A pianist’s hands are crushed in an accident but worry not, the fresh corpse of a murderer is on hand to donate brand new ones. I mean, it’s not like stitching on a murderer’s hands will make someone commit murder, right? Right?
The title character (played by Cannes-honored director and onetime Queen of Mars Yulia Solntseva) is the object of affection for three very different men: a silly bookkeeper, a handsome cameraman and an American businessman in Russia.
Harold Lloyd is terrified of women but makes up for it by writing about his romantic conquests conquering vamps and flappers with skill. (In his own mind, anyway.) Then he meets a real, honest-to-goodness Jobyna Ralston and falls head over heels. Can he overcome his girl shy ways and find true romance?
Real footage of Captain Robert Falcon Scott’s tragic attempt to reach the South Pole, as well as some of the first moving pictures taken of Antarctica’s wildlife form a rare and fascinating documentary.
A mysterious message from outer space captures the imagination of a Russian scientist. He has other problems, though, as he suspects that his wife is stepping out on him with a petty official who moonlights as a black-market dealer. Oh yes, and there are scenes on Mars.
Ivan Mosjoukine steps off the deep end in this genre mishmash. He plays a Tibetan prince who must flee his country and ends up in Paris where he becomes a film star. Speaking of stars, there is also a plot twist that we are most familiar with in Star Wars.
Two-fisted Mountie Rance Raine’s brother has been murdered and this means that the culprit must pay. He has a very specific set of skills, a smart dog called Rex and a horse named Starlight. Those flannel-clad baddies are going to wish they were never born.
Ivan Mosjoukine takes the title role in this biopic of legendary English Shakespearean actor Edmund Kean, whose brilliance on the stage was undercut by his eccentric and self-destructive personal life. Yet another example of the astonishing films being made by the Russian emigres who fled their country’s political turmoil for the relative safety of Paris.
Richard Barthelmess plays Oliver Bashforth, a veteran of the First World War whose body was mangled beyond repair in the conflict. Trying to escape his overbearing and insensitive family, he takes a cottage in the country. In order to create a further buffer, he enters into a marriage of convenience with a homely local woman. But the cottage seems to have something magical about it and soon love and healing are in the air.
I will also be reviewing the 1945 remake starring Robert Young and Dorothy McGuire. Click here to skip to the talkie.
Continue reading “The Enchanted Cottage (1924) A Silent Film Review”
Fast-paced offering from Mack Sennett’s famous studio. Silent comic Billy Bevan is a zany mechanic who enters an auto race to defend the honor of his garage. Bevan is supported by Sidney Smith and Any Clyde, two familiar faces to silent comedy fans.
Continue reading “Lizzies of the Field (1924) A Silent Film Review”
Enid Bennett and Ramon Novarro play a pair of young lovers who just want to get married. When they are separated in Paris, each begins a slide toward degradation and depravity. Will the unfortunate pair find one another again or are they too damaged to rekindle their love? Heavy stuff.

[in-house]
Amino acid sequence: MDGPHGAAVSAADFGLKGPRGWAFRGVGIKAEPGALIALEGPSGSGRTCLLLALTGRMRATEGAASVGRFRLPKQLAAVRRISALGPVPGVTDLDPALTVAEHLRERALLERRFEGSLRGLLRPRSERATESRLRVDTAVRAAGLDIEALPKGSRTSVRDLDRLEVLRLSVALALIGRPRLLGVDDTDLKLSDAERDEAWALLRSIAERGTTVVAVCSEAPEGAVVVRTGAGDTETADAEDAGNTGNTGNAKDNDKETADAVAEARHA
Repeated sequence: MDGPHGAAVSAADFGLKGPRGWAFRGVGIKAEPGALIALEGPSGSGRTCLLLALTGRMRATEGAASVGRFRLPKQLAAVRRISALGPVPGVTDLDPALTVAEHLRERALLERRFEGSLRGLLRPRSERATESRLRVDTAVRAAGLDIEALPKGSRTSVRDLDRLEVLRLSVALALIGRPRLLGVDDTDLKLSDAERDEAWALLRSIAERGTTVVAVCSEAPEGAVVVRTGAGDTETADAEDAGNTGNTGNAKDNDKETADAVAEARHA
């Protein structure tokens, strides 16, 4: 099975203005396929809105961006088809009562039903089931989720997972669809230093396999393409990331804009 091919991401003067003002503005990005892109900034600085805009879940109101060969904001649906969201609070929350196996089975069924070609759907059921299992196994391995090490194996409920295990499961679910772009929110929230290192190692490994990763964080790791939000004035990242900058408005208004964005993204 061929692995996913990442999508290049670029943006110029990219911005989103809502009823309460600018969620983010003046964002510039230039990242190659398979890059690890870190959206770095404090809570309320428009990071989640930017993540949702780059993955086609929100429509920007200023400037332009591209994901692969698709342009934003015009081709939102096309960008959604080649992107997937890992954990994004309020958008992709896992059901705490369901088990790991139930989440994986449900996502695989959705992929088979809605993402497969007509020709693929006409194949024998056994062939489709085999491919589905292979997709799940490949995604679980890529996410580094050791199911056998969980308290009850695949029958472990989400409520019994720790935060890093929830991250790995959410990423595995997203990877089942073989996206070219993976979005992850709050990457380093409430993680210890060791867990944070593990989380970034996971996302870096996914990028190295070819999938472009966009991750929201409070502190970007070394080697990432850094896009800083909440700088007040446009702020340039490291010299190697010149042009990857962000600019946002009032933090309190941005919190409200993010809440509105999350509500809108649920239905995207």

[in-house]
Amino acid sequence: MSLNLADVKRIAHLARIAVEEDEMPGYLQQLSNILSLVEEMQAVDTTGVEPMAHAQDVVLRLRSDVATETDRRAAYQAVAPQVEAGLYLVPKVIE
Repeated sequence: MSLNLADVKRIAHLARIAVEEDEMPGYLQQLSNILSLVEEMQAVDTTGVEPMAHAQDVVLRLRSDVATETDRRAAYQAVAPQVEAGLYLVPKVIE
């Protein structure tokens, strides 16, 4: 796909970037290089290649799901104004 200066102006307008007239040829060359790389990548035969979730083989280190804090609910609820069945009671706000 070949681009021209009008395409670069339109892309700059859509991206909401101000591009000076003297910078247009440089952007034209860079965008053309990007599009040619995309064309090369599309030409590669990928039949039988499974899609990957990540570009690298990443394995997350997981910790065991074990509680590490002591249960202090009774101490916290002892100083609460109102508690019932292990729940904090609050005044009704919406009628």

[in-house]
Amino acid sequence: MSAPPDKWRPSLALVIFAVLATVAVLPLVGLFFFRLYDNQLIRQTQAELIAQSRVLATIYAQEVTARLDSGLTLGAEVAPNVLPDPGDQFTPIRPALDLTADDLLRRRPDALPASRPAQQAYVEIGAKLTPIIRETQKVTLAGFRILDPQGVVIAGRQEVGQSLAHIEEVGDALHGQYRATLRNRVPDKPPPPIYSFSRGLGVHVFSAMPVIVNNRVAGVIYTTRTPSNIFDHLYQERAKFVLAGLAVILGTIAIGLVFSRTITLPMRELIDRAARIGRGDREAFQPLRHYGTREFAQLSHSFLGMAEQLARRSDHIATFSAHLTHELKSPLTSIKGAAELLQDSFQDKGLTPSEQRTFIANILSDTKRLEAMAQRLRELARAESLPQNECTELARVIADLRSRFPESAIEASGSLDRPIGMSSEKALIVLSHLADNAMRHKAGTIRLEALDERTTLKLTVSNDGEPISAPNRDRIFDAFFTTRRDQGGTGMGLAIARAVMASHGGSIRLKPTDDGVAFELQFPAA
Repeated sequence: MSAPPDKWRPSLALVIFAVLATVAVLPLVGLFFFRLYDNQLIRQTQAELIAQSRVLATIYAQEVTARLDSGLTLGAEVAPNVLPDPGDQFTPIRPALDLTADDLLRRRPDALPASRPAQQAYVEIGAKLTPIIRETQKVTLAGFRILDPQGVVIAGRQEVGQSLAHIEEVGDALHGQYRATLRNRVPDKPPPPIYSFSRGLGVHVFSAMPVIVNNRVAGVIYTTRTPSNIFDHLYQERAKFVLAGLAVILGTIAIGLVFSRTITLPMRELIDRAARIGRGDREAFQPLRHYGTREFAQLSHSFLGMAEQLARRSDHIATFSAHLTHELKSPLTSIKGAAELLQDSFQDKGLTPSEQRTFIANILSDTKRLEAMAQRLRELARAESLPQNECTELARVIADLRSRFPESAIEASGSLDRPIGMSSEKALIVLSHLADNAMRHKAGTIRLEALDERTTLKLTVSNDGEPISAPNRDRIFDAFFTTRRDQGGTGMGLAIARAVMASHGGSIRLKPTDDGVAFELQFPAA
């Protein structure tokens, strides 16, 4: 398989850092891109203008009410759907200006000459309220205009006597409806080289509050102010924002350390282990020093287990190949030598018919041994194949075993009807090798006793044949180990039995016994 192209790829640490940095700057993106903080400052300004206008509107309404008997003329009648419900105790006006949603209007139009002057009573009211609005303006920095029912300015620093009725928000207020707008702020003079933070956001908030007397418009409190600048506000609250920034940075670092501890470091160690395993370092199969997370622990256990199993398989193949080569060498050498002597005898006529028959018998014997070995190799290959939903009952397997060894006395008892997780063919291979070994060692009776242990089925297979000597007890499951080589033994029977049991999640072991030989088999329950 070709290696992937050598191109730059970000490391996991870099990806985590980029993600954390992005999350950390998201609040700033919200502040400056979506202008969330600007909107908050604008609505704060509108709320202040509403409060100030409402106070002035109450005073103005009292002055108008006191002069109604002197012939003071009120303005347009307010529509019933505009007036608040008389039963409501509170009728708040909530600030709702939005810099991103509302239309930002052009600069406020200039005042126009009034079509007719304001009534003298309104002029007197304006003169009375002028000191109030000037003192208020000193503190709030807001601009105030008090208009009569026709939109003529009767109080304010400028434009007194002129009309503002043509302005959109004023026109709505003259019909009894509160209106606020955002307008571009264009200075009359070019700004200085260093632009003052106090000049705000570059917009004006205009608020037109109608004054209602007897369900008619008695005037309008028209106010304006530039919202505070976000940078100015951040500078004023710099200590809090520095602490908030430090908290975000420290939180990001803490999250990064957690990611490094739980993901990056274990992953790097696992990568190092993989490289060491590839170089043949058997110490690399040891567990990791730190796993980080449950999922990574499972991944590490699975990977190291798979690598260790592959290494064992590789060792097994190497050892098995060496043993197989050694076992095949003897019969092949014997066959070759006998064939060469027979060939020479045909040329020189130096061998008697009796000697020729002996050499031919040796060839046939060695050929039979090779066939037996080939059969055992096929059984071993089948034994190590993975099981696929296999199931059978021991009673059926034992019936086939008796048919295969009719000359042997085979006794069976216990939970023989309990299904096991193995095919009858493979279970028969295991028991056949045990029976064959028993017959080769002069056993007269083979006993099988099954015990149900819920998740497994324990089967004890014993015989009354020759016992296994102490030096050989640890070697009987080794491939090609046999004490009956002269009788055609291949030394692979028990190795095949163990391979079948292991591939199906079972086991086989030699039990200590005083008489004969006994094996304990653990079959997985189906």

Gloria Swanson sheds her glamorous image to play Tessie, a shop girl in the big city who just wants to have a little bit of fun. Her workaholic boyfriend (Tom Moore) is neglecting her in favor of an invention that could make his fortune so Tessie accepts an invitation from the smart set. However, she soon learns that all of the thrills and glamour come at a price.
Constance Talmadge is a lovely American heiress who travels to England disguised as a frump in order to ward off fortune-hunting men. Ronald Colman is a penniless aristocrat who falls for Constance and impersonates a physician to get a closer look. Chaos ensues. Of course. It’s a romantic comedy!
Continue reading “Her Night of Romance (1924) A Silent Film Review”
Sir Oliver Tressilian (Milton Sills) is a retired Elizabethan privateer whose life suddenly gets shot to pieces. He is framed for murder by his own brother, dumped by his fiancee, kidnapped, sold into slavery… What I’m saying is this guy has a chip on his shoulder. So he joins up with the Barbary corsairs and becomes the dreaded Sea Hawk. Now for that revenge…
Continue reading “The Sea Hawk (1924) A Silent Film Review”
So Big (1924)
Status: Presumed Lost
Here is what Photoplay magazine had to say about the film and Colleen Moore’s performance:
Silent child star Baby Peggy plays the captain of the title, a castaway orphan who is raised by a scruffy lighthouse keeper (Hobart Bosworth). The story is slight but that actually works in the film’s favor as it allows the viewer to focus on what’s really important: the talented Baby Peggy and the peerless Bosworth.
Continue reading “Captain January (1924) A Silent Film Review”
A young author (Wilhelm Dieterle) is hired by the owner of a wax museum to write tales about his most popular figures, Haroun al Raschid, Ivan the Terrible and Jack the Ripper. Entranced by his new boss’s pretty daughter (Olga Belajeff) the author sets to work writing about the wax figures. With each new story, the author and his new friend find themselves pulled inside the progressively nightmarish worlds that he has invented.
Continue reading “Waxworks (1924) A Silent Film Review”
Douglas Fairbanks is the titular thief who uses his burglaring ways to win a princess, defeat the Mongols and generally save the day. Scenery, sets and costumes? Gorgeous. Pace? One may safely describe it as, er, stately. Pluses: An early appearance from Anna May Wong and much Fairbanksian leaping.